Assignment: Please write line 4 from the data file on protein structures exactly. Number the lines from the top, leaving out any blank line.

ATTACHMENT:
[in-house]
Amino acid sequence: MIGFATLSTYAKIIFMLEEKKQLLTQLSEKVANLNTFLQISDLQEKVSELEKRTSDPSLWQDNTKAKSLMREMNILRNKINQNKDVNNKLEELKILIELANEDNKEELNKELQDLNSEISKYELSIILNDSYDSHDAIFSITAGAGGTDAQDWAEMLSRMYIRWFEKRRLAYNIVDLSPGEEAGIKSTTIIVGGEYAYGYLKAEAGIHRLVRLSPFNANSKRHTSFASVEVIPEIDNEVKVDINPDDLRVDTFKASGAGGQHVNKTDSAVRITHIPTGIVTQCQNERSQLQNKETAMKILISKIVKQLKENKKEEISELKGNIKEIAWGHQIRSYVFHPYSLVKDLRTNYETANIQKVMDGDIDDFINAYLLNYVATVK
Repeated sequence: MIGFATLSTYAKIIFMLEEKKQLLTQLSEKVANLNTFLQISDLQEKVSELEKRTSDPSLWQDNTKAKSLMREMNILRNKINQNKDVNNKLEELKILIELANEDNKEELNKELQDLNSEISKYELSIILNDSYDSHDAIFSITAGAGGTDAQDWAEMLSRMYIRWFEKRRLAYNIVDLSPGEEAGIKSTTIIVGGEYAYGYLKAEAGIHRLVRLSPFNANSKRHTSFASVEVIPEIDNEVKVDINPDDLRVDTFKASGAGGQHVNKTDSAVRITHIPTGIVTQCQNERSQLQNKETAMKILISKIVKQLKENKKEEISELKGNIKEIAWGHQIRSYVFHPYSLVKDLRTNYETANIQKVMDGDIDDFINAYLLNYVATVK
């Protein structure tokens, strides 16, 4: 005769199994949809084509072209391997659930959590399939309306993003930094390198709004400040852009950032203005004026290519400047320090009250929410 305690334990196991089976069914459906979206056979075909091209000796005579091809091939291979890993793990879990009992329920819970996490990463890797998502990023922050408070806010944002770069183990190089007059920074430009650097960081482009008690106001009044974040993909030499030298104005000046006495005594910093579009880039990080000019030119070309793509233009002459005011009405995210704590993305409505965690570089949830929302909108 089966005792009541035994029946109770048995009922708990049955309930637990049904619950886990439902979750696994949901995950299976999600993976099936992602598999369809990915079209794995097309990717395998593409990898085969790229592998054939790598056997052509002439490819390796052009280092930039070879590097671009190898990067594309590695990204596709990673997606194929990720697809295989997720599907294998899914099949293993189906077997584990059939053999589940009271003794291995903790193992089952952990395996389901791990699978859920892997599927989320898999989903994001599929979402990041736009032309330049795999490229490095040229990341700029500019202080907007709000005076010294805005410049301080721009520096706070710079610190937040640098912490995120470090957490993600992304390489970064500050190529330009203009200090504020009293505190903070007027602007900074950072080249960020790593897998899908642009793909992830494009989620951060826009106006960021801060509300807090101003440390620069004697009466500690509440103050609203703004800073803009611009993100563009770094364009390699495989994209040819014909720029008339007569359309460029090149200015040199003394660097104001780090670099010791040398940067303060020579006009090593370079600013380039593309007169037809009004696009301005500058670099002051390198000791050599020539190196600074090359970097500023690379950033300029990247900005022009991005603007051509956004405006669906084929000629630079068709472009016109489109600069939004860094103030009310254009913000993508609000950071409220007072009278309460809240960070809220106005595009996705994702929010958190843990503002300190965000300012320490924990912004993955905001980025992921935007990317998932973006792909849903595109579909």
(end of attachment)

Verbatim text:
């Protein structure tokens, strides 16, 4: 005769199994949809084509072209391997659930959590399939309306993003930094390198709004400040852009950032203005004026290519400047320090009250929410 305690334990196991089976069914459906979206056979075909091209000796005579091809091939291979890993793990879990009992329920819970996490990463890797998502990023922050408070806010944002770069183990190089007059920074430009650097960081482009008690106001009044974040993909030499030298104005000046006495005594910093579009880039990080000019030119070309793509233009002459005011009405995210704590993305409505965690570089949830929302909108 089966005792009541035994029946109770048995009922708990049955309930637990049904619950886990439902979750696994949901995950299976999600993976099936992602598999369809990915079209794995097309990717395998593409990898085969790229592998054939790598056997052509002439490819390796052009280092930039070879590097671009190898990067594309590695990204596709990673997606194929990720697809295989997720599907294998899914099949293993189906077997584990059939053999589940009271003794291995903790193992089952952990395996389901791990699978859920892997599927989320898999989903994001599929979402990041736009032309330049795999490229490095040229990341700029500019202080907007709000005076010294805005410049301080721009520096706070710079610190937040640098912490995120470090957490993600992304390489970064500050190529330009203009200090504020009293505190903070007027602007900074950072080249960020790593897998899908642009793909992830494009989620951060826009106006960021801060509300807090101003440390620069004697009466500690509440103050609203703004800073803009611009993100563009770094364009390699495989994209040819014909720029008339007569359309460029090149200015040199003394660097104001780090670099010791040398940067303060020579006009090593370079600013380039593309007169037809009004696009301005500058670099002051390198000791050599020539190196600074090359970097500023690379950033300029990247900005022009991005603007051509956004405006669906084929000629630079068709472009016109489109600069939004860094103030009310254009913000993508609000950071409220007072009278309460809240960070809220106005595009996705994702929010958190843990503002300190965000300012320490924990912004993955905001980025992921935007990317998932973006792909849903595109579909």